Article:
The second and final round of partial regional elections across France on March 27th saw a clear victory for the parties of the left, which are now set to control 64 of the country's 100 départements, the administrative regions broadly equivalent to a county. Stéphane Alliès and Lénaïg Bredoux report.
The abstention rate in the second round was a massive 55.3%, and which reached 55.6% in the first round one week earlier, together the highest recorded in these elections called to choose councilors for the assemblies that administer France's départements.
This and the surge in support for the far-right Front National (FN) has shaken the mainstream left and right. While the FN claimed 11.7% of all votes cast, it reached 40% of votes in many of those constituencies where it was represented in the second round play-off.
Each département is divided up into electoral constituencies called cantons, and which total 4,039 nationwide, including those of four French overseas regions. One councilor from each canton sits on the assemblies that govern the départements.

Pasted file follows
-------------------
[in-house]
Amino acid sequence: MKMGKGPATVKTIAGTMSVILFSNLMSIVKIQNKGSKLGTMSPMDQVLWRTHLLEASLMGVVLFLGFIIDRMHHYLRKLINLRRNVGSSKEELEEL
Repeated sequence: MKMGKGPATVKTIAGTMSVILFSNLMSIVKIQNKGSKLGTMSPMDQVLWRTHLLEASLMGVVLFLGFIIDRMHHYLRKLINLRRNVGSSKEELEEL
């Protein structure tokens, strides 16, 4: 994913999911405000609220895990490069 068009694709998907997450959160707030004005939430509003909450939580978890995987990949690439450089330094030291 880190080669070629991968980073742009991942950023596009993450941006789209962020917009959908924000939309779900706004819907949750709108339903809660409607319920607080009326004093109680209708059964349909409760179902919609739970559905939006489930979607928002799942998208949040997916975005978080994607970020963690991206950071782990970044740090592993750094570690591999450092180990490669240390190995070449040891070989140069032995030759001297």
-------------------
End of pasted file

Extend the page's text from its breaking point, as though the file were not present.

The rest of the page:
Just more than half - 2,026 cantons - were involved in the elections this month, when 21 million people were called to the runs, and which were roughly equivalent to county council elections.
The broad left, (including the Socialist Party, the Green alliance Europe Ecologie-Les Verts, the Front de Gauche radical left alliance), scored 49.9%, ahead of the ruling conservative right UMP and its allies with 35.87%, and the FN with 11.7%. The left has won the Pyrénées-Atlantiques, and Jura départements and is likely to gain control, through alliances for the election of council leaders, of four others; the Loire, the Savoie and two French Indian Ocean overseas départements, Mayotte and La Réunion.
The poll on Sunday was the last before presidential elections in 2012, and the results offered mixed warnings for both left and right mainstream parties.